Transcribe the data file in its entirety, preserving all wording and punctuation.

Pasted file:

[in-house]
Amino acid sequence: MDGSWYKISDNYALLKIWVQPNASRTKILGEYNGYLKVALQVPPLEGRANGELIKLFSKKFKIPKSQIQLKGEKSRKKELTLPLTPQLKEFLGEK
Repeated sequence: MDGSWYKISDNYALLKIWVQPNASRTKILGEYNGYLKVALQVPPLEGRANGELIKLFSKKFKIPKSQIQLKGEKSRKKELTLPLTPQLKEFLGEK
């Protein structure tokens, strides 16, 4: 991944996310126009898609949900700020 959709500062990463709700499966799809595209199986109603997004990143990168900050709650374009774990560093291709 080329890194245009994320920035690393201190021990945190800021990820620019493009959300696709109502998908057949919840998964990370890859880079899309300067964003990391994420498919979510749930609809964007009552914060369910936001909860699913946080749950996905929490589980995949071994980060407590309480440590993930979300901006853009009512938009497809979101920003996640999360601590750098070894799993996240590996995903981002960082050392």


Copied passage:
[in-house]
Amino acid sequence: MDGSWYKISDNYALLKIWVQPNASRTKILGEYNGYLKVALQVPPLEGRANGELIKLFSKKFKIPKSQIQLKGEKSRKKELTLPLTPQLKEFLGEK
Repeated sequence: MDGSWYKISDNYALLKIWVQPNASRTKILGEYNGYLKVALQVPPLEGRANGELIKLFSKKFKIPKSQIQLKGEKSRKKELTLPLTPQLKEFLGEK
């Protein structure tokens, strides 16, 4: 991944996310126009898609949900700020 959709500062990463709700499966799809595209199986109603997004990143990168900050709650374009774990560093291709 080329890194245009994320920035690393201190021990945190800021990820620019493009959300696709109502998908057949919840998964990370890859880079899309300067964003990391994420498919979510749930609809964007009552914060369910936001909860699913946080749950996905929490589980995949071994980060407590309480440590993930979300901006853009009512938009497809979101920003996640999360601590750098070894799993996240590996995903981002960082050392």